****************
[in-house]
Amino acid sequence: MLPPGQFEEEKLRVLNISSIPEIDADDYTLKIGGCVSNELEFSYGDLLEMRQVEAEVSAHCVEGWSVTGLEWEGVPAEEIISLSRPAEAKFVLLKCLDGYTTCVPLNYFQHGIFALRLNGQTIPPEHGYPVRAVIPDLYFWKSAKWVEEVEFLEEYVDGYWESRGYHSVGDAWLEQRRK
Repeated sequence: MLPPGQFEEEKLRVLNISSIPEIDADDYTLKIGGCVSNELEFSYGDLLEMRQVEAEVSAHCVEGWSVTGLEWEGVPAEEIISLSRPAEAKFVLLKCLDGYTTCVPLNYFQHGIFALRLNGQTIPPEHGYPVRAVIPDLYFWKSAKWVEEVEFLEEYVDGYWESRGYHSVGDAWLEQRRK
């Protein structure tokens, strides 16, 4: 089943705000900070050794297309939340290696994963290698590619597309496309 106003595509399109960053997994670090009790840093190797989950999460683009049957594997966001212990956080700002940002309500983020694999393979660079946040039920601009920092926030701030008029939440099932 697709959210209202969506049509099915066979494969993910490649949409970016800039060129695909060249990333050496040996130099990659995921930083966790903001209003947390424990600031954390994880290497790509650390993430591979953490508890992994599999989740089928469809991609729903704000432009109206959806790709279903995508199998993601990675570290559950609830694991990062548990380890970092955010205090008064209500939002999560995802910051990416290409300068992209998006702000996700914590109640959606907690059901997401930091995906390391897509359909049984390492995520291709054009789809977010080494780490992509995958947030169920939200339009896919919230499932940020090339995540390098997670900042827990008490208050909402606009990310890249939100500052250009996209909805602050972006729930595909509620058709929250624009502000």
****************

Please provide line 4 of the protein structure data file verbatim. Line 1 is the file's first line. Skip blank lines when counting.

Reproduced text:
């Protein structure tokens, strides 16, 4: 089943705000900070050794297309939340290696994963290698590619597309496309 106003595509399109960053997994670090009790840093190797989950999460683009049957594997966001212990956080700002940002309500983020694999393979660079946040039920601009920092926030701030008029939440099932 697709959210209202969506049509099915066979494969993910490649949409970016800039060129695909060249990333050496040996130099990659995921930083966790903001209003947390424990600031954390994880290497790509650390993430591979953490508890992994599999989740089928469809991609729903704000432009109206959806790709279903995508199998993601990675570290559950609830694991990062548990380890970092955010205090008064209500939002999560995802910051990416290409300068992209998006702000996700914590109640959606907690059901997401930091995906390391897509359909049984390492995520291709054009789809977010080494780490992509995958947030169920939200339009896919919230499932940020090339995540390098997670900042827990008490208050909402606009990310890249939100500052250009996209909805602050972006729930595909509620058709929250624009502000």